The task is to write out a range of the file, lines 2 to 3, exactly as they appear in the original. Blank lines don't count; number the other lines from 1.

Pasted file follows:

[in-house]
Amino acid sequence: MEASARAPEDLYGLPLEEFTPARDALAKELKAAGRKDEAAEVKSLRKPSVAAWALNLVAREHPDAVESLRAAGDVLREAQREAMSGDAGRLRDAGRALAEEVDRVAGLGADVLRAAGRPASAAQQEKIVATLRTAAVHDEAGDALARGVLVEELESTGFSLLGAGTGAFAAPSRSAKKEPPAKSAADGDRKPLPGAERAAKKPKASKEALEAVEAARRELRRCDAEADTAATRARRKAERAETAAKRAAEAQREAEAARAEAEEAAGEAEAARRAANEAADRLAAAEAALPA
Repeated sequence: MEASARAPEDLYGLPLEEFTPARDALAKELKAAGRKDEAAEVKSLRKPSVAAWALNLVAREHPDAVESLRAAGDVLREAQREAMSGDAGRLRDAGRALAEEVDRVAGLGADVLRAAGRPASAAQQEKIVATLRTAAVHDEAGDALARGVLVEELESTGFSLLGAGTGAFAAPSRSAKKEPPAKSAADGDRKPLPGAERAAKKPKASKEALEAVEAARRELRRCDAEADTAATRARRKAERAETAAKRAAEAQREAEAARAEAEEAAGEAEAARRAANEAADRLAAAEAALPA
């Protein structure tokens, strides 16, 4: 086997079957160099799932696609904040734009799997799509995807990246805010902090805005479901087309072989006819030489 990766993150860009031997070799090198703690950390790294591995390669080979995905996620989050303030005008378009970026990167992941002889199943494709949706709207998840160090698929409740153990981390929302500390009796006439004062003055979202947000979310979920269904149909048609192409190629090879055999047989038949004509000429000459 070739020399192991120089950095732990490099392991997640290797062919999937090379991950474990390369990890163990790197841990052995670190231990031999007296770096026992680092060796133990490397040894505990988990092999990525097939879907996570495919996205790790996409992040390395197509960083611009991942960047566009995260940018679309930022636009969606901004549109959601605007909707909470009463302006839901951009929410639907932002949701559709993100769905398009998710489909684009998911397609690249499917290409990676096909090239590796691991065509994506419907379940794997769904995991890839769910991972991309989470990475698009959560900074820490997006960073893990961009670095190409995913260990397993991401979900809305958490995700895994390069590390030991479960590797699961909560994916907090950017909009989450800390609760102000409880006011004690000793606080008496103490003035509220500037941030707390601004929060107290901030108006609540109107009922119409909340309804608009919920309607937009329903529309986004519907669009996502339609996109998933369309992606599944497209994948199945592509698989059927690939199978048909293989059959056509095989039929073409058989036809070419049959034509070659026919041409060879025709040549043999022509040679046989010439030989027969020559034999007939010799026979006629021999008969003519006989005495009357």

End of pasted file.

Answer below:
Amino acid sequence: MEASARAPEDLYGLPLEEFTPARDALAKELKAAGRKDEAAEVKSLRKPSVAAWALNLVAREHPDAVESLRAAGDVLREAQREAMSGDAGRLRDAGRALAEEVDRVAGLGADVLRAAGRPASAAQQEKIVATLRTAAVHDEAGDALARGVLVEELESTGFSLLGAGTGAFAAPSRSAKKEPPAKSAADGDRKPLPGAERAAKKPKASKEALEAVEAARRELRRCDAEADTAATRARRKAERAETAAKRAAEAQREAEAARAEAEEAAGEAEAARRAANEAADRLAAAEAALPA
Repeated sequence: MEASARAPEDLYGLPLEEFTPARDALAKELKAAGRKDEAAEVKSLRKPSVAAWALNLVAREHPDAVESLRAAGDVLREAQREAMSGDAGRLRDAGRALAEEVDRVAGLGADVLRAAGRPASAAQQEKIVATLRTAAVHDEAGDALARGVLVEELESTGFSLLGAGTGAFAAPSRSAKKEPPAKSAADGDRKPLPGAERAAKKPKASKEALEAVEAARRELRRCDAEADTAATRARRKAERAETAAKRAAEAQREAEAARAEAEEAAGEAEAARRAANEAADRLAAAEAALPA